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Supreme Court, Appellate Division, Second Department, New York.

The PEOPLE, etc., Respondent, v. Curtis CLINKSCALES, Appellant.


Decided: April 17, 2019

JOHN M. LEVENTHAL, J.P., SHERI S. ROMAN, JOSEPH J. MALTESE, ANGELA G. IANNACCI, JJ. Janet E. Sabel, New York, N.Y. (Michael C. Taglieri and Justine M. Luongo), for appellant. Richard A. Brown, District Attorney, Kew Gardens, N.Y. (John M. Castellano, Johnnette Traill, Nancy Fitzpatrick Talcott, and Antara D. Kanth of counsel), for respondent.


Appeal by the defendant from a judgment of the Supreme Court, Queens County (Gregory L. Lasak, J.), rendered June 10, 2009, convicting him of rape in the first degree, sodomy in the first degree, and sexual abuse in the first degree, upon a jury verdict, and imposing sentence.

ORDERED that the judgment is affirmed.

As the complainant was returning home from work in the early morning hours of January 10, 1996, a masked man forced the complainant to perform oral sex on him and then engaged in forcible vaginal sex with her.  Within a matter of hours, the complainant went to the hospital where she was examined and a rape kit was completed.  It was later determined, using the Combined DNA Index System, a national database of the DNA profiles of convicted offenders, that the defendant's DNA matched the DNA profile obtained from the rape kit.  A criminalist for the New York City Office of the Chief Medical Examiner testified at trial that the DNA from the vaginal swab in the rape kit matched the defendant's DNA with an accuracy greater than one in a trillion.

We agree with the Supreme Court's determination denying the defendant's motions to dismiss the indictment, which were made on the ground that he was deprived of his statutory right to a speedy trial.  Where a defendant is charged with a felony, the People must be ready for trial within six months of the commencement of the criminal action, not including excludable periods (see CPL 30.30[1][a];  [4] ).  Here, the defendant's contentions, except to the extent that they relate to the period of time from January 10, 2007, to May 9, 2007, are unpreserved for appellate review (see CPL 470.05[2] ).  In any event, they are without merit.  “[C]omputing the time elapsed between the filing of the first accusatory instrument and the People's declaration of readiness, subtracting any periods of delay that are excludable under the terms of the statute and then adding to the result any postreadiness periods of delay that are actually attributable to the People and are ineligible for an exclusion” results in a period of less than six months (People v. Cortes, 80 N.Y.2d 201, 208, 590 N.Y.S.2d 9, 604 N.E.2d 71;  see CPL 30.30).  Thus, the defendant's statutory right to a speedy trial was not violated (see People v. Owens, 138 A.D.3d 1035, 28 N.Y.S.3d 630;  cf. People v. Cortes, 80 N.Y.2d 201, 590 N.Y.S.2d 9, 604 N.E.2d 71).  Moreover, his constitutional right to a speedy trial also was not violated (see People v. Taranovich, 37 N.Y.2d 442, 445, 373 N.Y.S.2d 79, 335 N.E.2d 303).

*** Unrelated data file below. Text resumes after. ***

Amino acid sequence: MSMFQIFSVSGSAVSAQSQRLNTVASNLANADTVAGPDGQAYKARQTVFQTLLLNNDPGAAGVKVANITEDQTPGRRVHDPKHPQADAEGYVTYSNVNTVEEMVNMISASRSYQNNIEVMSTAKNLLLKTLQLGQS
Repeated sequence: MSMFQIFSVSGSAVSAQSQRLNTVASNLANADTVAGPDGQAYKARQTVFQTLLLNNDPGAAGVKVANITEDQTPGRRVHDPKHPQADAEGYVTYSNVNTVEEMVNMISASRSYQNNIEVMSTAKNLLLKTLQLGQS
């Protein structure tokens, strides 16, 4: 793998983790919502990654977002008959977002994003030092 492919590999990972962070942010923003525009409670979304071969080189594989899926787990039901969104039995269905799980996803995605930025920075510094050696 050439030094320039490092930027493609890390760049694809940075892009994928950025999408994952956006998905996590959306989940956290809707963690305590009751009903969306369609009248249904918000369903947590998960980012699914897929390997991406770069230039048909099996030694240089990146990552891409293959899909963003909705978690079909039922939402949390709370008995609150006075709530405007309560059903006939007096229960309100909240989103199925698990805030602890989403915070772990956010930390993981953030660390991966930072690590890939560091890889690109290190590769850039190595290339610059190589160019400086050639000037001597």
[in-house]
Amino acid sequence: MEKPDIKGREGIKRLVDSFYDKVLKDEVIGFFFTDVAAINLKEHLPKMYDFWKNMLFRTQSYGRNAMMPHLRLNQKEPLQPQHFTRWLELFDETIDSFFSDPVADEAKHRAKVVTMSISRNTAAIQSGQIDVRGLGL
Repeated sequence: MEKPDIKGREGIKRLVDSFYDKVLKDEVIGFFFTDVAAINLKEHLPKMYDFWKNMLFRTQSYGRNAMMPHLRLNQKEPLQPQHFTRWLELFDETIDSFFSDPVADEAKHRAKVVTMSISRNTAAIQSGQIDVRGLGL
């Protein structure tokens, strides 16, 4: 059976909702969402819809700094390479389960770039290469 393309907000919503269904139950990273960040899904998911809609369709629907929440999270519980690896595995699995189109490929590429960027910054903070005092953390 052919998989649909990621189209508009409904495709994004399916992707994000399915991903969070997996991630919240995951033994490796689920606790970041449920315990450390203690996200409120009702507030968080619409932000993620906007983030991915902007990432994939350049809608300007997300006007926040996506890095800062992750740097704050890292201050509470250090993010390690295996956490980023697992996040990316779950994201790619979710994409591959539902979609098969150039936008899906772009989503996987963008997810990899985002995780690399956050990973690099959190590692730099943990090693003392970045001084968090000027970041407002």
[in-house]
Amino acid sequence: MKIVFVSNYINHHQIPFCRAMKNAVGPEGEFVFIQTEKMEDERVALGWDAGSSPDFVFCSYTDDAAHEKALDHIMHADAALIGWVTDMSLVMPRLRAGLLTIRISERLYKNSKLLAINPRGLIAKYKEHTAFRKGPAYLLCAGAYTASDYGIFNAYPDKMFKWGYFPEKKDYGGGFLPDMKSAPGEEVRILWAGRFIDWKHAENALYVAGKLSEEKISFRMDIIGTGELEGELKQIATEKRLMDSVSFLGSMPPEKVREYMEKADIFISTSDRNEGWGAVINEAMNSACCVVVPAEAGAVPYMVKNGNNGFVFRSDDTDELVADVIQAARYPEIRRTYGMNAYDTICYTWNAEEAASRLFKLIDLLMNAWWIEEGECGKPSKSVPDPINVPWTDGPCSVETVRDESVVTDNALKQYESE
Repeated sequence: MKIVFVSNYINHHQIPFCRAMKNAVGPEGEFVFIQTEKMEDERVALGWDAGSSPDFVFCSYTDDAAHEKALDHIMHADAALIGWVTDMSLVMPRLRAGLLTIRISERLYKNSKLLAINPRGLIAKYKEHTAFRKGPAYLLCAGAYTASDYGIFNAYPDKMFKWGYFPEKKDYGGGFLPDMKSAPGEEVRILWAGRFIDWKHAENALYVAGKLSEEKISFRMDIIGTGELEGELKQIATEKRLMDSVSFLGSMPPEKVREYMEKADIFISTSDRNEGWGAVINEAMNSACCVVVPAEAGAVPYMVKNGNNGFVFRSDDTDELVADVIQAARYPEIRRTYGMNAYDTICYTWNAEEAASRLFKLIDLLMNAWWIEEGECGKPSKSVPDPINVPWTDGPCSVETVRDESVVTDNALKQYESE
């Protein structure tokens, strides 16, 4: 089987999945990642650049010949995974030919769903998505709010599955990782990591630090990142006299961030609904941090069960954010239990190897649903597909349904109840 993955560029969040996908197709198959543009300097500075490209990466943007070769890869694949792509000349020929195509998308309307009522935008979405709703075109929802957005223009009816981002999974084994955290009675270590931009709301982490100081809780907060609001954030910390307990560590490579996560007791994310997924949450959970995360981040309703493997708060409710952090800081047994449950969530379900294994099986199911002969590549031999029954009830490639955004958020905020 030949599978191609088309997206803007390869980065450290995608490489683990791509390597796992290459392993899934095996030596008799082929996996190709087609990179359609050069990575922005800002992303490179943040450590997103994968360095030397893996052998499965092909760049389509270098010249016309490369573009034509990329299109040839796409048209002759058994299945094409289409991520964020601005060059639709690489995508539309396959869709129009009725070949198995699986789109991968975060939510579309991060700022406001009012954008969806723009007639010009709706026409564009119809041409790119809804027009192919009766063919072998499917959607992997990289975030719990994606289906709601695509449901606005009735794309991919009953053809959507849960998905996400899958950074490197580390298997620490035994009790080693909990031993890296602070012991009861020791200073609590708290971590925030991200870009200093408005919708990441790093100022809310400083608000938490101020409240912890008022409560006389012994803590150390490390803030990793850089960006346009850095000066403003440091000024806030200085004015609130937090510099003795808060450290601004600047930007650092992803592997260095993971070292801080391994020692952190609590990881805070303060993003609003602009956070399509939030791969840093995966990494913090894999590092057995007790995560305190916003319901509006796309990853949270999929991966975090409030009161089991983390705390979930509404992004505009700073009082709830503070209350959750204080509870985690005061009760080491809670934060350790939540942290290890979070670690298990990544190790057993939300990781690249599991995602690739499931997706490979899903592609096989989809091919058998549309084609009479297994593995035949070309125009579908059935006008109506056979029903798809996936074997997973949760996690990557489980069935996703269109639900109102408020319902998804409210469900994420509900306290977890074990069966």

The defendant's contention that the criminalist's testimony about the DNA evidence presented at trial violated his rights under the Confrontation Clause of the Sixth Amendment is unpreserved for appellate review.  In any event, this contention is without merit.  The criminalist's testimony indicated that she generated the DNA profile and independently analyzed raw data, as opposed to functioning as “ ‘a conduit for the conclusions of others’ ” (People v. Austin, 30 N.Y.3d 98, 105, 64 N.Y.S.3d 650, 86 N.E.3d 542, quoting People v. John, 27 N.Y.3d 294, 315, 33 N.Y.S.3d 88, 52 N.E.3d 1114;  see People v. Pascall, 164 A.D.3d 1265, 1266, 82 N.Y.S.3d 577).

The defendant's remaining contention is without merit.


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